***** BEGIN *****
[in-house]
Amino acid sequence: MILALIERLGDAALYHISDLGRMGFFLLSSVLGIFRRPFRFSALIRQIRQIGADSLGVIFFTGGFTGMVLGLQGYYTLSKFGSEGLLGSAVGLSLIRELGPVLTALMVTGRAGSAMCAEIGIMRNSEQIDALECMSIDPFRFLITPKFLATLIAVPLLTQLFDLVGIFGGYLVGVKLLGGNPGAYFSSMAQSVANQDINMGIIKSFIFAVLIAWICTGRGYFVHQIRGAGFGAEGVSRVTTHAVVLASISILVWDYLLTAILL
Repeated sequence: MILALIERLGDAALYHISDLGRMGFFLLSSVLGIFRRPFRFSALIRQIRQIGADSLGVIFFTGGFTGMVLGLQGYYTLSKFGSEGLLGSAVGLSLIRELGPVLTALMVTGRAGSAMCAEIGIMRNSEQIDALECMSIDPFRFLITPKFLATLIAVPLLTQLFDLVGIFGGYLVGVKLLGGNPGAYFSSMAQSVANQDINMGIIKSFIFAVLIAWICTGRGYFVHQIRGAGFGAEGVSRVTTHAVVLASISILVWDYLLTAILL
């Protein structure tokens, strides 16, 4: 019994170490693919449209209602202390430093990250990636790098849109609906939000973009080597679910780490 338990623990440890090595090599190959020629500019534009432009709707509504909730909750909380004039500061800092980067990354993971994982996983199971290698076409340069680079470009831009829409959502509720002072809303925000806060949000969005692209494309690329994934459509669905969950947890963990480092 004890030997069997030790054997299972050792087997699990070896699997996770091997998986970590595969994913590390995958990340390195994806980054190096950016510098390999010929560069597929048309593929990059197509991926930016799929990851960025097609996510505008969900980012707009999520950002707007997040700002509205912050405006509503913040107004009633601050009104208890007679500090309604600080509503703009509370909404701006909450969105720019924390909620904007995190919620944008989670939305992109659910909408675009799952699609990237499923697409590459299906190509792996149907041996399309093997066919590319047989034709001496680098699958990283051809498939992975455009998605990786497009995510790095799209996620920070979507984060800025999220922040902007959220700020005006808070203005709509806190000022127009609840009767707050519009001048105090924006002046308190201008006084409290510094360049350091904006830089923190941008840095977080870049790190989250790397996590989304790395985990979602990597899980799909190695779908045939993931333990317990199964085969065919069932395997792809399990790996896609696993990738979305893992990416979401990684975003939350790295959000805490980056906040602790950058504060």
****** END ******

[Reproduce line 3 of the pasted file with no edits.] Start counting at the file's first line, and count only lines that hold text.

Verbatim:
Repeated sequence: MILALIERLGDAALYHISDLGRMGFFLLSSVLGIFRRPFRFSALIRQIRQIGADSLGVIFFTGGFTGMVLGLQGYYTLSKFGSEGLLGSAVGLSLIRELGPVLTALMVTGRAGSAMCAEIGIMRNSEQIDALECMSIDPFRFLITPKFLATLIAVPLLTQLFDLVGIFGGYLVGVKLLGGNPGAYFSSMAQSVANQDINMGIIKSFIFAVLIAWICTGRGYFVHQIRGAGFGAEGVSRVTTHAVVLASISILVWDYLLTAILL